13 Sep 15

Priorslee Lake: 05:44 – 10:04

Telford sunrise: 06:39

7.5°C > 12.5°C. Mainly clear with a few areas of high cloud. Calm with light SE breeze later. Very good visibility

The duck passage continues with 3 Shovelers and 4 Teal today. Possibly for not much longer as a Severn-Trent worker told me that contractors have been hired to remove much (all?) of the weed that is hampering the yacht club, the model boats and the anglers and threatening to cover the whole lake. The ducks seem to like it though

Other autumn passage included c.25 Barn Swallows, c.6 House Martins, 5 individual Meadow Pipits and a group of 3 Siskins

(115th visit of the year)

Other notes
- 23 Mallard counted on the lake: 11 seen flying off early may or may not have returned and been included in the count
- 11 Tufted Ducks counted on the lake: then 11 seen in flight and apparently all leaving in 3 groups. Later 8 seen on water so ....?
- a calm sunny morning enabled me to conclude that there are definitely 4 pairs of Great Crested Grebes with 9 juveniles between them. But to keep me on my toes another bird – a fledged immature – was seen taking off from the lake and apparently left around dawn
- until 09:30 all the Barn Swallows were passing high over: apart from a party of 16 at 07:15 the other 16 were singles or pairs. After 09:30 there were 6 at the W end which seemed to be local birds with a few local House Martins as well
- 9 Chiffchaffs (3 in song) with 3 Blackcaps (1 in sub-song) and 1 very late Reed Warbler were located today
- my first Chaffinch here since 04 August

- 4 Pipistrelles at least, all together at S end of dam: why don’t the echo locators jam each other?
- a Garden Carpet moth on one of the lamps: even though this is a common species it is my first-ever log at this site
- no moths in the Priorslee Avenue foot tunnel but what appeared to be a chrysalis on the wall
- 1 Speckled Wood butterfly
- no dragonflies
- a few hoverflies using the Ragwort – the only flowers in any abundance now

Counts of birds flying over the lake (in addition to those on / around lake)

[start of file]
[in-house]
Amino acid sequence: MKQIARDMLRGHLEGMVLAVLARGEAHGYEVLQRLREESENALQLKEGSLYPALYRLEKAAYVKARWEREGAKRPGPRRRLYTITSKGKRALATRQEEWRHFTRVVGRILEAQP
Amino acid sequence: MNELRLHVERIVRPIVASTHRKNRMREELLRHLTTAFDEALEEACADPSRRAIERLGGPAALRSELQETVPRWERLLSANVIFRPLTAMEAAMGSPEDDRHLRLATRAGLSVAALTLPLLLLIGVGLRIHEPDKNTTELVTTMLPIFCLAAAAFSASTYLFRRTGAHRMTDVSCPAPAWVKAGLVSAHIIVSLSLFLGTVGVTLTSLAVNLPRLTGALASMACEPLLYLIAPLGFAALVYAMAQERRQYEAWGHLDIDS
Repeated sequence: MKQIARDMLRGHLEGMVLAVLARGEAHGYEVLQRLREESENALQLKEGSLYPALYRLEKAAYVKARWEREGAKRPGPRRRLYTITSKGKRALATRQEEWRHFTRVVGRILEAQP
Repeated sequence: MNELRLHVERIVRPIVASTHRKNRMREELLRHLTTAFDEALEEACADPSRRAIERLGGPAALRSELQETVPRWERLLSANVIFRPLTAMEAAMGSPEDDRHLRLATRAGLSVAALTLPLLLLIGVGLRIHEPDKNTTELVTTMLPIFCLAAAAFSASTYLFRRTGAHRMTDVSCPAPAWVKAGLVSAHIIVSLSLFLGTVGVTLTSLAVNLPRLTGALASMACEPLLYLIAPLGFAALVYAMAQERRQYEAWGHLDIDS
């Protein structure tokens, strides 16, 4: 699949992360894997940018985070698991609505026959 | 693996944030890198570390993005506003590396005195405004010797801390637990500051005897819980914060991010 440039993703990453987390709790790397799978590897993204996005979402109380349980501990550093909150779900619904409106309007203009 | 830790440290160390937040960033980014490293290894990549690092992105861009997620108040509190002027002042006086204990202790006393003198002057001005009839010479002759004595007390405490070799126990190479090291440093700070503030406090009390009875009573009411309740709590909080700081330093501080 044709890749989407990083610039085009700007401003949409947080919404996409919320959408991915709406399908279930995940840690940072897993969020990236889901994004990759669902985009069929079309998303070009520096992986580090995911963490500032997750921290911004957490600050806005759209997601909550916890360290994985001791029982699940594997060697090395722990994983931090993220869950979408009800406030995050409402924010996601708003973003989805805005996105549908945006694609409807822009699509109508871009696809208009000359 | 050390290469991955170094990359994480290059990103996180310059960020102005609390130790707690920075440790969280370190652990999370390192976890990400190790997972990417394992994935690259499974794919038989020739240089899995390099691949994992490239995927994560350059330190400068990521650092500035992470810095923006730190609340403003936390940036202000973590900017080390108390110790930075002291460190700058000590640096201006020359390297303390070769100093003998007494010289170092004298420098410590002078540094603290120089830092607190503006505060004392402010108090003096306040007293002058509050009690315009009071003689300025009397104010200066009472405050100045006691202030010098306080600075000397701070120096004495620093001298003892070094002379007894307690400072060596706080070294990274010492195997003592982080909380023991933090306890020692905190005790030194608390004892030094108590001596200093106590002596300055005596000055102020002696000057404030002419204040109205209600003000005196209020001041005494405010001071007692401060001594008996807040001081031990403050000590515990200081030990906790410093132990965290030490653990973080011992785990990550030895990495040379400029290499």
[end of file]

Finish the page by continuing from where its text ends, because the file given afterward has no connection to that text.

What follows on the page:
- 33 Canada Geese (3 groups)
- 14 Lesser Black-backed Gulls
- 10 Feral Pigeons (1 group)
- 3 Stock Doves
- 138 Jackdaws
- 193 Rooks
- 13 Pied Wagtails
- 5 Meadow Pipits
- 3 Siskins

Count of hirundines etc
- >35 Barn Swallows
- 8 House Martins

The counts from the lake area
- 2 Mute Swans
- 12 Canada Geese, briefly
- 4 (0♂) Common Teal
- 23 (11♂) Mallard (see notes)
- 3 (2♂) Shoveler
- 11 (7♂) Tufted Ducks (see notes)
- 2 Grey Herons
- 3 Little Grebes yet again
- 8 + 9 (4 broods) + 1 Great Crested Grebes (see notes)
- 11 + 22 Moorhens
- 186 Coots
- 127 Black-headed Gulls
- 11 Lesser Black-backed Gulls

A touch of red sky this morning: generally fine.

But a rather hazy sunrise.

This photo reveals what I could not see with binoculars: the ‘additional’ flying Great Crested Grebe was an immature: not one from the lake as none of those is fledged as yet.
It is always surprising how much white shows on the upperwing of Great Crested Grebes in flight. Note the elongated silhouette with long thin neck and feet sticking out the back.

Only a duck Mallard but the light and reflection adds something to a ‘stock’ bird.

Similarly with this drake Tufted Duck. Considering how white the flanks look on this bird I was surprised how little ‘tuft’ it showed.

And the same light shows the progress of two of the juvenile Great Crested Grebes, here with a parent: they have almost lost what I see as a ‘nasty-looking’ pink patch at the base of the bill.

A Grey Heron takes to flight: again it is the reflection that makes this ‘different’. No idea why the head-shape looks so strange: it was OK when it was standing by the dam but had this strange ‘bump’ on it as it flew off.

As juvenile Goldfinches begin to moult to adult plumage the first noticeable feature is the brownish marks on the side of the breast.

Here is one of the many Chiffchaffs that are still about. Had to look hard at this because the angle gives the cap a brown tone: could it be a juvenile Blackcap? The bill is the best clue: it is rather thin and pointed whereas Blackcap would be thicker and blunter. It does look rather too olive-brown for a Blackcap but that could also be an effect of the light so it is best to confirm using other features.

Not the best angle but identifies this moth as my first log of Garden Carpet moth at this site.

This is rather a puzzle: on the wall of the Priorslee Avenue foot-tunnel. I thought (and still think) it is a chrysalis but now I put it on the PC screen it looks to have ‘ears’ and rather resembles a very small bat!

Always amazed at the veins in the wings of insects – who designed them like this and why? Here is a female (eyes separated) Eristalis tenax hoverfly on Ragwort.

This is a very scruffy and worn Speckled Wood butterfly. This species is almost continuously brooded between April and late October but this is clearly a rather old specimen that had done much fighting – this is the species you see often flying in pairs or small groups in tight circles as they battle for territory.

Ragwort is still plentiful but the flowers somehow look tired and faded and are probably not producing much nectar.

These attractive berries are from Guelder-Rose (Viburnum opulus). The fruits are not really poisonous but may cause mild upset so best leave them for the birds.

(Ed Wilson)


Devil's Dingle: 07:45

1 Wheatear
5 Teal
1 Wigeon

(John Isherwood)


River Severn, Buildwas and Leighton: 09:00

1 Peregrine
1 Little Egret
1 Goosander

(John Isherwood)

On this day in 2007 and 2014
Priorslee Lake

Today's Report Here
(Ed Wilson)

Priorslee Lake
(Ed Wilson)